'21 Generation 7 Car news

Discussion in 'NASCAR chat' started by StandOnIt, Feb 19, 2019.

  1. Simple Fan

    Simple Fan First or Last

    No.
     
  2. DanicaFreak

    DanicaFreak Green monster

    A spec chassis may allow more manufactures in,...
     
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  3. wi_racefan

    wi_racefan Team Owner

    You actually think a spending cap would work. In a sport that is mostly parts and pieces with team owners owning several businesses it will never work. For example say RCR purchases engines from ECR and nascar says you cant spend more than 3 million a year on engines. Well ok ECR could spend 8 million a year developing, testing and producing engines but only charge RCR 2.5 million for the engines and wow look we didn't exceed our budget. Same thing with every other person on the team you could be limited to a salary that the race team pays them, but they could be paid to be a consultant for another business for the race team owner. IMO it will just never work for racing.

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  4. StandOnIt

    StandOnIt Farm Truck

    I get your point, but for an FYI Nascar is forcing them to reduce costs from the top down by restricting how many engines they can use in a season. The same model can be used for other parts and pieces. It's a forced cost reduction instead of a voluntary one. Teams spend all kinds of money on streamlined front end suspension parts, braking systems, front spindles,different ones for every track, super light drive shafts, most of it is very expensive for just a tic or two of overall speed. Average racing fan in the stands could care less. As soon as a new part is built, engineers are hard at work trying to make the next one better. Standardized parts are a type of spending cap and the average fan won't know the difference on the track.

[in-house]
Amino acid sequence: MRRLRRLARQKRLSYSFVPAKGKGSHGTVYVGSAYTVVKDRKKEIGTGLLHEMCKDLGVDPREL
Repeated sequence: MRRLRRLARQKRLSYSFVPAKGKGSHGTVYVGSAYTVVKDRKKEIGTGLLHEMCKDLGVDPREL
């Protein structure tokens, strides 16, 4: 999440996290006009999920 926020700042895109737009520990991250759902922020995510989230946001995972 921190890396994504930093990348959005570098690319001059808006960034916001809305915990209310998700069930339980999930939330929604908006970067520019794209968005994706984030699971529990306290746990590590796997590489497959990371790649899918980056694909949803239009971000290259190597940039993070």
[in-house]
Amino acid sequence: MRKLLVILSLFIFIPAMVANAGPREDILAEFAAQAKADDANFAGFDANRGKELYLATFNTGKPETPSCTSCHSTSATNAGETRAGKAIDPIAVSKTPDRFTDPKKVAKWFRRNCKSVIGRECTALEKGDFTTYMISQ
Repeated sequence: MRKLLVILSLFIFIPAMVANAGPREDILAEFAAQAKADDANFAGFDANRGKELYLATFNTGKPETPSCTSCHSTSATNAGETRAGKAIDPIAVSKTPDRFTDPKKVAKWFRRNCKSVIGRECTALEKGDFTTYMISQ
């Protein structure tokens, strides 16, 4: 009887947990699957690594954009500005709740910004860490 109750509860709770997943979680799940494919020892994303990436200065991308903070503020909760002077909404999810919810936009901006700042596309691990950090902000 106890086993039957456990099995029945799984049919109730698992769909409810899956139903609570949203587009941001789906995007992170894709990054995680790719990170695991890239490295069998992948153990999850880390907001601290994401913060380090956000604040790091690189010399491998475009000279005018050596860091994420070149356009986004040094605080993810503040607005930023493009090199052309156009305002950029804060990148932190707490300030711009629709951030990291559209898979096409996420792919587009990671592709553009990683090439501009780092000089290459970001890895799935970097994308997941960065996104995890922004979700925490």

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  5. Dr_B_UNC

    Dr_B_UNC Team Owner

    This. If we're going spec on many critical areas, it needs to be provided by a neutral third party, if nothing else then just for appearance's sake.
     
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  6. DanicaFreak

    DanicaFreak Green monster

  7. DewChaser988

    DewChaser988 NASCAR fan since 1998

    With the news about NASCAR considering street courses coming out and also the fact that NASCAR took notes from the V8 Supercars with the Gen 7 car. I wonder if the Gen 7 car was designed using principles from the original L-R car, which was designed for street courses, and was designed to have the manuverability needed to produce good quality races at the street courses.
     
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  8. StandOnIt

    StandOnIt Farm Truck

    IRS turned the Gen 7 into a world class road race car. Rumor is that the rear tires are two inches wider than they are now. Supercars run a 5 liter engine which might be similar. Supercars run a big honking set of wings on the rear which I doubt Nascar would use for safety reasons. I think they are similar now FWIW. Supercars are more of a road race design because that is all they race on. Nascar will have to make compromises to run both styles I would guess. I wonder how much lighter they will be with composite body work or will Nascar add more weight to make up the difference